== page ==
Imagine for a minute that global warming isn't anthropogenic-- that it is happening, but it is happening because of... oh, I dunno, sunspots or an overabundance of squirrels or some other natural cause.
Would we just resign ourselves to dealing with the consequences, or would we try to do something about it?
Would environmentalists be lobbying for geoengineering solutions to save polar bear habitat or would they be protesting proposed geoengineering, waving signs saying "Don't Fool With Mother Nature!"
I bet they'd be waving signs.
If the consequences are the same, why does the cause matter? Would the argument be "we didn't cause the problem, so we don't have to fix it?" Or would it be the Appeal to Nature fallacy ("if it is natural, it must be good; if unnatural, bad")?
There are lots of problems we don't cause that we try hard to fix or prevent (diseases, natural disasters), so I don't think that would be the argument. I think instead there would be a double Appeal to Nature-- if global warming was natural, then it must be good. And geoengineering is unnatural, so it must be bad. So, the argument would go, we should do nothing.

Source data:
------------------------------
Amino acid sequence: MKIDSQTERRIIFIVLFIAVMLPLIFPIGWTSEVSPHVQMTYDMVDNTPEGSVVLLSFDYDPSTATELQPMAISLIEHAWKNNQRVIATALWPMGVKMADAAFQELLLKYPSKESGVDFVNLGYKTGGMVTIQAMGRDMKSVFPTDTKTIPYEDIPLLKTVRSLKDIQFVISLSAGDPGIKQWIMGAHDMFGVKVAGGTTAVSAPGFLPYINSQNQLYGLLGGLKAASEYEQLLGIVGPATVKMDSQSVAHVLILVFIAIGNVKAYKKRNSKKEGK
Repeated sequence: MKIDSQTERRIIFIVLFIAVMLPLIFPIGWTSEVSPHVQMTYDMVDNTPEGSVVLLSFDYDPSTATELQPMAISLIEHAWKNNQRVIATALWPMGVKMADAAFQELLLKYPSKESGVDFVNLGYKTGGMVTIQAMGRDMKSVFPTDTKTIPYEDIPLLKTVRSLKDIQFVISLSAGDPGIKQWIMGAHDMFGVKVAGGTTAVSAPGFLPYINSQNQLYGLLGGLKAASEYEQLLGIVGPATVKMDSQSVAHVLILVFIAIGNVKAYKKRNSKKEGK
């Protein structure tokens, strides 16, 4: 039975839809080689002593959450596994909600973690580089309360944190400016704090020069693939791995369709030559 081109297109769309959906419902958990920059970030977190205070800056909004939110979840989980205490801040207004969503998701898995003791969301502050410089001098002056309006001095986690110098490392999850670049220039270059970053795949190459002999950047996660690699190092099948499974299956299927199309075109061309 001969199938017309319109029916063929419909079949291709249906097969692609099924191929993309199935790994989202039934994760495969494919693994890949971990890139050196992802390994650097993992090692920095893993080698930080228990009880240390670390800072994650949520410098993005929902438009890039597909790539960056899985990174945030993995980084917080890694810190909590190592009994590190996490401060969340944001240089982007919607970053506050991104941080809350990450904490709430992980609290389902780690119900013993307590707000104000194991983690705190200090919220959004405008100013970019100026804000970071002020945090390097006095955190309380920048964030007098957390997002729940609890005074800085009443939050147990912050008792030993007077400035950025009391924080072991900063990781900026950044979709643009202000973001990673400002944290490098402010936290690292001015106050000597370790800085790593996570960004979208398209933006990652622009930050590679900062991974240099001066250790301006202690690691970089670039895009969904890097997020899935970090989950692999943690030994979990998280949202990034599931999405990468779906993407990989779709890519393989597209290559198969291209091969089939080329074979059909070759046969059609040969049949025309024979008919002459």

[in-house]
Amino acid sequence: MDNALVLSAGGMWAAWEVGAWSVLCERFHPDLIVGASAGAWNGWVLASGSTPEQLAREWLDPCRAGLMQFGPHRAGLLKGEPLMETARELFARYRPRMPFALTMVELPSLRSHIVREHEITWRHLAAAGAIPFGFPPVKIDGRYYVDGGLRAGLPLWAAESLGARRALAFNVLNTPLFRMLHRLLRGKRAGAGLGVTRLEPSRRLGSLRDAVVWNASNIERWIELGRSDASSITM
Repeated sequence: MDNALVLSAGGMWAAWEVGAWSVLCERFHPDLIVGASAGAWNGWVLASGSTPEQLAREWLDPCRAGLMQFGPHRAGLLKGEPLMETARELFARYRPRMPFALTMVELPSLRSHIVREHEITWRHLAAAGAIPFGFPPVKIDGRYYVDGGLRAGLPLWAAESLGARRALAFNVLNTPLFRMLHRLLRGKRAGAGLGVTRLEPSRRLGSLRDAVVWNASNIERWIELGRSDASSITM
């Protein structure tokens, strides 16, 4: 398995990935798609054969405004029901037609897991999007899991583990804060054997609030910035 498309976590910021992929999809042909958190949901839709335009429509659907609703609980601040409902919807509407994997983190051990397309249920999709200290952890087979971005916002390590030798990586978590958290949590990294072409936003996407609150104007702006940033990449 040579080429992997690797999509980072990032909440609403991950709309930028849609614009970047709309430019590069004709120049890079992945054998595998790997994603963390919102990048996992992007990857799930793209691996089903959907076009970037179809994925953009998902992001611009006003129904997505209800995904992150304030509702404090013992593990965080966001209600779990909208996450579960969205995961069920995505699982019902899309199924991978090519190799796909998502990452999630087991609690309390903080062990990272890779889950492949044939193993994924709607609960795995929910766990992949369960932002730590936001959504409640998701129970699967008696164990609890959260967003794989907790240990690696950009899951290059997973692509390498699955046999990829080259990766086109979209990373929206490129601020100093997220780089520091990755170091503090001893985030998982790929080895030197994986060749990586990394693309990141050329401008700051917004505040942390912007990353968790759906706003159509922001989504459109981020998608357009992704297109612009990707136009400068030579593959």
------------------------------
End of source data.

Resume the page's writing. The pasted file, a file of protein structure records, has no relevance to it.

I don't believe in the Appeal to Nature, and I don't think it matters whether or not global warming is "natural" or man-made. I think we should weigh the costs and benefits of global warming and compare them to the costs and benefits of possible solutions to figure out what, if anything, we should do.
And I expect that'll happen when Whole Foods decides to get rid of its Natural and Homeopathic Remedies aisle. I predict we'll have genetically engineered flying pigs before then (on second thought, that's dumb; they'll create chickens that taste like bacon).